I have a 2003 Chevy Avalanche 5.3 LS. I want to know if I bore my 5.3L 0.030″ over could I use the same connecting rod on the new pistons? What pistons should I use, flat top or dished? I have a small cam 205/217 degrees duration with 0.500/0.500 inch lift with an LSA of 112 degrees. I also have stock heads with new valve springs. I want to know if I should use dished pistons and will I have the right piston to valve clearance?


You can certainly bore these iron 5.3L blocks 0.030 inch with no problem in terms of cylinder wall thickness. We’ll get to your question about pistons in a moment but let us plant a seed for even more displacement that won’t cost very much more and will certainly add power at the same time.

The 5.3L, 5.7L, 6.0L, and even 6.2L engines all use the same stroke of 3.62 inches. The stock bore on 5.3L LS engines is 3.780 inches. The stock 5.3L piston is fitted with an 8cc dish to decrease the compression on these truck engines down to roughly 9.5:1.

You can certainly keep the compression down and run the engine forever on 87 octane fuel. But what fun is that?

The Case for Flat Top Pistons

A more entertaining option is a Speed-Pro hypereutectic replacement piston that is 0.030 inch oversize but comes with a pure flat top which will raise the compression to roughly 10.4:1. This is still well within the range of pump gas octane and you might be able to get away with 87 octane fuel with a splash of 91 to keep it safe from rattling. This piston from Summit Racing is also less expensive than the stock replacement 5.3L piston.

This allows you to retain your stock 5.3L heads as well as the stock rods since these are press-on wrist pin pistons. We’ve used a much longer duration cam with 0.550 inch lift on a pure flat top piston in a 5.7L LS with good piston-to-valve clearance so your smaller cam should be no problem. But you should still check the piston-to-valve clearance anyway as a precaution to ensure everything will work together well.

This flat top Speed-Pro piston is a special order unit from Summit Racing but the notification appears that it would ship within two weeks of your order so you would not have to wait very long.

Benefits of Bumping a 5.3L LS to a 5.7L

But because you are at this position, there is another option that you might consider, especially if you don’t mind investing a little more money.

The idea is to bore the block out to the 5.7L bore size of 3.898 inches. This is a substantial bore increase but it allows you to use a stock bore 5.7L replacement piston and still retain the stock connecting rods. This package will need to be rebalanced, but that is also the case even with the replacement 5.3L pistons since the bore increase will affect piston weight.

engine block deck cylinder bank
This is our iron 5.3L engine bumped out to the 5.7L bore size of 3.898 in. and fitted with MLS gaskets from Fel-Pro. With a slightly larger 67cc combustion chamber 853 casting heads, compression would be around 10.2:1. (Image/Jeff Smith)

This stock 5.7L bore size would also require a larger combustion chamber head because the static compression ratio with a stock 5.3L head would be over 11.2:1 which might not play well even with 91 octane pump gas.

So the trick is to use a set of 5.7L stock cathedral port heads with a larger 65cc chamber instead of the 5.3L’s 61cc versions. We did the compression ratio check using Summit Racing’s compression ratio calculator and this package should come in around 10.2:1 which is well within the pump gas playing field.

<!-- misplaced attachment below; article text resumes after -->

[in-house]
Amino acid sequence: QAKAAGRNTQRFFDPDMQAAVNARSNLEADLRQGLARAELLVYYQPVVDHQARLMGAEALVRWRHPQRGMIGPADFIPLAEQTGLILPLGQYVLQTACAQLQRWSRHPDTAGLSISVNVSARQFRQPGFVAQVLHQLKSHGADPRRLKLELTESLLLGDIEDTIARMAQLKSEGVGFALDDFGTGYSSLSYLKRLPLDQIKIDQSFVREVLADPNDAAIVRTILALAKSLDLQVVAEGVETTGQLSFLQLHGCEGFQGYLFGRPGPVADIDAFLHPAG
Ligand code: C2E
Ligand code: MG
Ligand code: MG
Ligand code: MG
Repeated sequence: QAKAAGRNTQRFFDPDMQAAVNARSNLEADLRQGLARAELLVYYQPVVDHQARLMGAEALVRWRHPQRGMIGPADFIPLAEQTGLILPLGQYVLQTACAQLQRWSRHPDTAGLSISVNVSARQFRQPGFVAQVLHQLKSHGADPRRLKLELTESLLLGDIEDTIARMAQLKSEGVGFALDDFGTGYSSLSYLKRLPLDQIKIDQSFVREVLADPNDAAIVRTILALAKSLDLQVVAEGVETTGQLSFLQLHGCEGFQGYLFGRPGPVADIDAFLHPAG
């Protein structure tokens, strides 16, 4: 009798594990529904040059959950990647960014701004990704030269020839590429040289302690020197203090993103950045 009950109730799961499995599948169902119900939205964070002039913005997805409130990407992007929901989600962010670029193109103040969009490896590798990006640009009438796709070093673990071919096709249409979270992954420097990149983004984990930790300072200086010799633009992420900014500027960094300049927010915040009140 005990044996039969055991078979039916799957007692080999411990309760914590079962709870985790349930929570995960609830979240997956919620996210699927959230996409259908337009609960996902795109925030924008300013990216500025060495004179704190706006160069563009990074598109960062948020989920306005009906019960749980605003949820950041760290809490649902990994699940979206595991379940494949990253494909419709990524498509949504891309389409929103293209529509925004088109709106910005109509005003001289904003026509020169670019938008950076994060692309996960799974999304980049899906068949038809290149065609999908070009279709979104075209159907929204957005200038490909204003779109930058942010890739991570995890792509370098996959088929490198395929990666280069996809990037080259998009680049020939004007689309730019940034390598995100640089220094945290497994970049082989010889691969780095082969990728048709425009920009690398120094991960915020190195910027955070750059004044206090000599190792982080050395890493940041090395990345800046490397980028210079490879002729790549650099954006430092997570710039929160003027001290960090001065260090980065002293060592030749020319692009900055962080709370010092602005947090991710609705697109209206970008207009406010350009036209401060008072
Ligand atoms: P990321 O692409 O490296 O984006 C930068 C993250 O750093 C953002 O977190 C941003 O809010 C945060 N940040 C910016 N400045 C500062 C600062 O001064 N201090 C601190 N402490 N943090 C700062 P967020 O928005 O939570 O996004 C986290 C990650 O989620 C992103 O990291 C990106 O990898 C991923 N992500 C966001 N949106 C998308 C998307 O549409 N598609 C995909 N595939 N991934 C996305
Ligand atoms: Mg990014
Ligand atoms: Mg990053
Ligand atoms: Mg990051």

We have built two 5.7L LS engines out of iron Gen. III 5.3L truck engines and both have been very successful. The biggest issue is spending more money for the used 5.7L heads and also a touch more at the machine shop because they will have to charge you more to spend the time on the boring machine. But in terms of return on your investment, this rates pretty high as a cheap way to make more power. 

On the Trick Flow Specialties dyno test, our stock-headed 5.7L motor, with a Summit Racing 218/227 cam (Summit PN SUM-8701R1), made 430 hp at 6,000 rpm. That’s pretty good for stock heads, 10:1 compression, a carbureted dual plane intake, and simple headers. The same combination with a 5.3L motor would be roughly down around 20 hp, putting it close to 400 to 410 hp.

So we’ve probably just made your decision a little more difficult because we’ve added several choices. But in the long run it’s all about making the right choice up front. It’s a bummer when you discover there were other options only after you’ve built the engine!

LS Piston Choice Parts List

  • Speed-Pro replacement dished 5.3L piston – SLP-856CP50MM
  • Speed-Pro flat top 5.3L piston, 3.80 inch bore – SLP-H855CP-50MM
  • Speed-Pro 5.7L replacement piston, 3.898 inch bore – SLP-H868CP
engine on a run stand
We bolted our 5.7L to our Summit Racing engine test stand before installing it in the car just to be sure it didn’t make any funny noises. The engine is running to this day after thousands of street miles.  (Image/Jeff Smith)
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Author: Jeff Smith

Jeff Smith has had a passion for cars since he began working at his grandfather's gas station at the age 10. After graduating from Iowa State University with a journalism degree in 1978, he combined his two passions: cars and writing. Smith began writing for Car Craft magazine in 1979 and became editor in 1984. In 1987, he assumed the role of editor for Hot Rod magazine before returning to his first love of writing technical stories. Since 2003, Jeff has held various positions at Car Craft (including editor), has written books on small block Chevy performance, and even cultivated an impressive collection of 1965 and 1966 Chevelles. Now he serves as a regular contributor to OnAllCylinders.